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The wedding feast of the Lamb : eros, the body, and the Eucharist / Emmanuel Falque ; translated by George Hughes.

By: Falque, Emmanuel, 1963- [author.].
Material type: TextTextSeries: JSTOR eBooks.Perspectives in continental philosophy: Publisher: New York, NY : Fordham University Press, 2016Edition: First edition.Description: 1 online resource.Content type: text Media type: computer Carrier type: online resourceISBN: 9780823270453; 0823270459; 9780823270439; 0823270432.Uniform titles: Noces de l'agneau. English Subject(s): Human body (Philosophy) | Human body -- Religious aspects -- Catholic Church | Lord's Supper -- Real presenceAdditional physical formats: Print version:: Wedding feast of the LambDDC classification: 128/.6 LOC classification: B105.B64Online resources: Click here to view this ebook.
Contents:
Cover; Half-title; Title; Copyright; Contents; Translator's Note; Opening; Preface: The Ghent Altarpiece, or, Th eAdoration of the Mystic Lamb; Introduction: The Swerve of the Flesh; PART I: DESCENT INTO THE ABYSS; 1. Philosophy to Its Limit; 1. The Residue of the Body; 2. Chaos and Tohu-Bohu; 3. The Limit of the Phenomenon; 4. Bodying Life; 2. The Staging of the Last Supper; 5. The Figure of the Lamb; 6. From the Mystic Lamb to the Flayed Ox; 7. Toward Another Metamorphosis; 8. A Matter of Culture; 3. Eros Eucharisticized; 9. The Body Eucharisticized and the Body Eroticized
10. Charitable God11. From Birth to Abiding; 12. The Reason for Eating; PART II: THE SOJOURN OF HUMANKIND; 4. The Animal That Therefore I Am; 13 The Other Side of the Angel; 14. The Animal in Common; 15. From the Turn to the Forgetting; 16. The Metaphysical Animal; 5. Return to the Organic; 17. What the Body Can Do; 18. Manifesto of the Flesh; 19. In Flesh and Bones; 20. The Work of Art in Prose; 6. Embrace and Differentiation; 21. The Difference at the Origin; 22. Love of the Limit; 23. Desire and Differentiation; 24. The Gaps of the Flesh; PART III: GOD INCORPORATE
7. The Passover of Animality25. Return to the Scandal; 26. Getting around the Scandal; 27. The Dispute over Meat; 28. Hominization and Filiation; 8. "This Is My Body"; 29. Transubstantiation; 30. Incorporation; 31. Consecration; 32. Adoration; 9. Plunging Bodily; 33. The Assumption of the Flesh ["encharnement"]; 34. The Viaticum; 35. The Rapture of the Wedding Feast; 36. Abiding ["manence"]; Conclusion: The Flesh in Common; Notes; Index; A; B; C; D; E; F; G; H; I; J; K; L; M; N; O; P; Q; R; S; T; U; V; W; Y; Z
Summary: The abyss, force, chaos, eros, animality and even bestiality, are fundamental aspects of human beings that neither philosophy not theology can safely ignore. We need to question today ""in a way that responds to the needs of our time"" (Vatican II) the meaning of ""this is my body."" To say ""this is my body,"" whether in the context of the intimate erotic dialogue of a wedded couple, or the gift of God in the eucharist, does not simply send us back to subjective experience of ""the flesh."" It is a cultural problem as well as one of religious belief. ""How can this man give us his flesh to ea.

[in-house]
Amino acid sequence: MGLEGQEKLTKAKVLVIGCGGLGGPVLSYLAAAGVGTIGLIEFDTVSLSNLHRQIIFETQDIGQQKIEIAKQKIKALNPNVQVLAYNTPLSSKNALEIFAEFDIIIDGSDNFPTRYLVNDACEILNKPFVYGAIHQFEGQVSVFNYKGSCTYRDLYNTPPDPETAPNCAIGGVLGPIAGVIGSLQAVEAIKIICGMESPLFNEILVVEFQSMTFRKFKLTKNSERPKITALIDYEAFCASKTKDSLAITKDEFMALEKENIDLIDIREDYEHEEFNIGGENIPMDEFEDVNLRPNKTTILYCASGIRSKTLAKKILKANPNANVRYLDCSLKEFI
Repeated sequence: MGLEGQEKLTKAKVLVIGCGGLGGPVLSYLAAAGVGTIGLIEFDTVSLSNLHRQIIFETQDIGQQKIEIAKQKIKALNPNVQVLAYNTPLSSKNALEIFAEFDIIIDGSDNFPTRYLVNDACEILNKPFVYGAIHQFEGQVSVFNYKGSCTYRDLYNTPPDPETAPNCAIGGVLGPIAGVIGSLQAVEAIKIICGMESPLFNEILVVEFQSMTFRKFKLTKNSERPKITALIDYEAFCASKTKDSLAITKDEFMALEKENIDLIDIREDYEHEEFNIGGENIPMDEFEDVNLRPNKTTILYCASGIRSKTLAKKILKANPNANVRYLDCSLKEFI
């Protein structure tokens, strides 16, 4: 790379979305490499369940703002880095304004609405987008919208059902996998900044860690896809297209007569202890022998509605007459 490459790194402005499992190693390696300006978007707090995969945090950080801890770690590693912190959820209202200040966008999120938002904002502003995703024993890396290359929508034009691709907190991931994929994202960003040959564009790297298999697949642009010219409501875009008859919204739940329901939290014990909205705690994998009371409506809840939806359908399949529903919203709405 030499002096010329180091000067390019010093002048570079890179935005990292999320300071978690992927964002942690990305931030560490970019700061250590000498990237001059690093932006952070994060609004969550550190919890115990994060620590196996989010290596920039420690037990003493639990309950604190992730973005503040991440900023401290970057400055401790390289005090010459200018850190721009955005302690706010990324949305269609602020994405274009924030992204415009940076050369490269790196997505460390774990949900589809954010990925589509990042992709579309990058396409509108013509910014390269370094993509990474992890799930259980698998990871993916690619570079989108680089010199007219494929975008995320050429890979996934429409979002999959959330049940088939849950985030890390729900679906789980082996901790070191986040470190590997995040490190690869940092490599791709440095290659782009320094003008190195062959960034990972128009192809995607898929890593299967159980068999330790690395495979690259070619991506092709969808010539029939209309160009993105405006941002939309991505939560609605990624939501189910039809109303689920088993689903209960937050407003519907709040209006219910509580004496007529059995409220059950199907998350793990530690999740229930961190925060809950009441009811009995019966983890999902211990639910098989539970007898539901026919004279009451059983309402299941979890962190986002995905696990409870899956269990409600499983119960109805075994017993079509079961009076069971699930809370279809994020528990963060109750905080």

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Item type Current location Call number URL Status Date due Barcode
Electronic Book UT Tyler Online
Online
B105.B64 (Browse shelf) https://ezproxy.uttyler.edu/login?url=http://www.jstor.org/stable/10.2307/j.ctt1d391qf Available ocn948670651

Includes bibliographical references and index.

Description based on print version record and CIP data provided by publisher; resource not viewed.

Cover; Half-title; Title; Copyright; Contents; Translator's Note; Opening; Preface: The Ghent Altarpiece, or, Th eAdoration of the Mystic Lamb; Introduction: The Swerve of the Flesh; PART I: DESCENT INTO THE ABYSS; 1. Philosophy to Its Limit; 1. The Residue of the Body; 2. Chaos and Tohu-Bohu; 3. The Limit of the Phenomenon; 4. Bodying Life; 2. The Staging of the Last Supper; 5. The Figure of the Lamb; 6. From the Mystic Lamb to the Flayed Ox; 7. Toward Another Metamorphosis; 8. A Matter of Culture; 3. Eros Eucharisticized; 9. The Body Eucharisticized and the Body Eroticized

10. Charitable God11. From Birth to Abiding; 12. The Reason for Eating; PART II: THE SOJOURN OF HUMANKIND; 4. The Animal That Therefore I Am; 13 The Other Side of the Angel; 14. The Animal in Common; 15. From the Turn to the Forgetting; 16. The Metaphysical Animal; 5. Return to the Organic; 17. What the Body Can Do; 18. Manifesto of the Flesh; 19. In Flesh and Bones; 20. The Work of Art in Prose; 6. Embrace and Differentiation; 21. The Difference at the Origin; 22. Love of the Limit; 23. Desire and Differentiation; 24. The Gaps of the Flesh; PART III: GOD INCORPORATE

7. The Passover of Animality25. Return to the Scandal; 26. Getting around the Scandal; 27. The Dispute over Meat; 28. Hominization and Filiation; 8. "This Is My Body"; 29. Transubstantiation; 30. Incorporation; 31. Consecration; 32. Adoration; 9. Plunging Bodily; 33. The Assumption of the Flesh ["encharnement"]; 34. The Viaticum; 35. The Rapture of the Wedding Feast; 36. Abiding ["manence"]; Conclusion: The Flesh in Common; Notes; Index; A; B; C; D; E; F; G; H; I; J; K; L; M; N; O; P; Q; R; S; T; U; V; W; Y; Z

The abyss, force, chaos, eros, animality and even bestiality, are fundamental aspects of human beings that neither philosophy not theology can safely ignore. We need to question today ""in a way that responds to the needs of our time"" (Vatican II) the meaning of ""this is my body."" To say ""this is my body,"" whether in the context of the intimate erotic dialogue of a wedded couple, or the gift of God in the eucharist, does not simply send us back to subjective experience of ""the flesh."" It is a cultural problem as well as one of religious belief. ""How can this man give us his flesh to ea.

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